Does anyone here have experience with using ML models to predict markets? I've found it very challenging so far, and I need help. This is how far I've gotten: Plots at the top, in light green background, are predictions using training data. Plots at the bottom, in light blue background, are predictions using testing data. Blue lines are historical prices of a stock/cryptocurrency. Red lines are predicted future 5 minute prices, made at time at which the blue line ends.
I tried a fun little project to explore some of the possibilities of GANs and the results came out pretty good so I figured I'd share. The goal was to create a network which can take extremely simple images composed of various color regions (where each color corresponds to a particular type of terrain) and generate a realistic looking terrain map.
Many machine learning algorithms perform better when numerical input variables are scaled to a standard range. This includes algorithms that use a weighted sum of the input, like linear regression, and algorithms that use distance measures, like k-nearest neighbors. Standardizing is a popular scaling technique that subtracts the mean from values and divides by the standard deviation, transforming the probability distribution for an input variable to a standard Gaussian (zero mean and unit variance). Standardization can become skewed or biased if the input variable contains outlier values. To overcome this, the median and interquartile range can be used when standardizing numerical input variables, generally referred to as robust scaling.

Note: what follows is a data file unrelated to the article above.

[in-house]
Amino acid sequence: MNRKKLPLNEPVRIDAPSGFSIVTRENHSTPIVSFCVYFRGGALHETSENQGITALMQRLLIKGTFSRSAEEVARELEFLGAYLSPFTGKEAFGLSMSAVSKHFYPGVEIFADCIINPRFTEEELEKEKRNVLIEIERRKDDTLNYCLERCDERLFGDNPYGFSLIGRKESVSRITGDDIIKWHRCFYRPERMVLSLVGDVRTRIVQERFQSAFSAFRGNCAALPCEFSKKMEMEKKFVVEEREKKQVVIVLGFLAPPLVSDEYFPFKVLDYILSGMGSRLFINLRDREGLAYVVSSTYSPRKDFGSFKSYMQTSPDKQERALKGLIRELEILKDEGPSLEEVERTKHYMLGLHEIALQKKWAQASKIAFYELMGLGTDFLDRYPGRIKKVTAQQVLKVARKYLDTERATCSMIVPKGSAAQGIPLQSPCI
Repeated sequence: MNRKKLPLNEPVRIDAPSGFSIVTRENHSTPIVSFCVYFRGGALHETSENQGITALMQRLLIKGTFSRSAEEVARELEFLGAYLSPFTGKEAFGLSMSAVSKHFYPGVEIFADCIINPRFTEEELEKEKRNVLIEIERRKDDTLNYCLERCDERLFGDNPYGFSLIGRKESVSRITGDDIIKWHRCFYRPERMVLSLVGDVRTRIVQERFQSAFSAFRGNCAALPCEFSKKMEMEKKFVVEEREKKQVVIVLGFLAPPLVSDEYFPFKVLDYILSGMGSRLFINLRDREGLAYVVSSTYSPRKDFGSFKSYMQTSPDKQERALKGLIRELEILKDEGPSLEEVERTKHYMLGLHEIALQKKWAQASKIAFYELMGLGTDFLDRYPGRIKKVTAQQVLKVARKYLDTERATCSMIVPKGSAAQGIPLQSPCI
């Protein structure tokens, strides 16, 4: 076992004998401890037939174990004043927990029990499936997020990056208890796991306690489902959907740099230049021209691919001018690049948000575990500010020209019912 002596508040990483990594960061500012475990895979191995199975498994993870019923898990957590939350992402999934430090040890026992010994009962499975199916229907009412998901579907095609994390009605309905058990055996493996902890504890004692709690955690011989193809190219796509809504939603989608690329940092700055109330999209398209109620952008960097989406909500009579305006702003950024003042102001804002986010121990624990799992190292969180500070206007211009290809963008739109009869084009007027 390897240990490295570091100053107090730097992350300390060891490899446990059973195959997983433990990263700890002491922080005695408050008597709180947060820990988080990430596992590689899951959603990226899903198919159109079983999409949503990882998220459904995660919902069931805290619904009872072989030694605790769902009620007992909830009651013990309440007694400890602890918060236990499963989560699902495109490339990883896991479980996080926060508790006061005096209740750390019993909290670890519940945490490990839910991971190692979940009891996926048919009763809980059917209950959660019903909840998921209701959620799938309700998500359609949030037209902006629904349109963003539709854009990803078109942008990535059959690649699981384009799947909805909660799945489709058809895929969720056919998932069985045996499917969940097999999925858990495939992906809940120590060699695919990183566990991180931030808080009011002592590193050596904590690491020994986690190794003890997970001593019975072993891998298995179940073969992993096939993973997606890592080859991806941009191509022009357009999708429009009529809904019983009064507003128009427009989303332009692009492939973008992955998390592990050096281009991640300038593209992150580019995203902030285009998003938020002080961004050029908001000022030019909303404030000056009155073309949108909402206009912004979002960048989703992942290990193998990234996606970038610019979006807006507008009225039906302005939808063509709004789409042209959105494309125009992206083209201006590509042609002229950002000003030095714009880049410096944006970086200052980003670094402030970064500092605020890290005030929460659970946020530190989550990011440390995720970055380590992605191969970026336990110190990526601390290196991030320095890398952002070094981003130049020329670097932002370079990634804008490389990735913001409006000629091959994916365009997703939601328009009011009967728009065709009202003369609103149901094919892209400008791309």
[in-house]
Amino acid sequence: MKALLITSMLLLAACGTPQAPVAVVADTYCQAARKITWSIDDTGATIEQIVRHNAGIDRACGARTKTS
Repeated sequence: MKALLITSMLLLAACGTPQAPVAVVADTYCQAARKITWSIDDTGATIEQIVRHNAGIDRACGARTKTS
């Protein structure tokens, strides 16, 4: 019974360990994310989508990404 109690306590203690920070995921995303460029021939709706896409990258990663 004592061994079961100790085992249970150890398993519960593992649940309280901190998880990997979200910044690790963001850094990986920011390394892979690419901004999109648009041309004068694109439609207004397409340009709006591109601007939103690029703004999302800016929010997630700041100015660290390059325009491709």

Linear regression is a common technique used in the association study between the targeted outcome and some potential risk factors (e.g., age, sex). The violation of the normality assumption sometimes may be attributed by the skewed nature of the dependent variable and may be a concern for naturally skewed outcome variables, such as best corrected visual acuity, 1 refractive error, 2 and Rasch score. Normality violation will affect the estimates of the standard error (SE) and the confidence interval, and hence the significance of the risk factors. Nonparametric regression model or bootstrap techniques are suggested to be performed as they provide more robust estimates of SE. However, nonparametric techniques require large sample sizes to supply; the model structure, and are very sensitive to the outliers.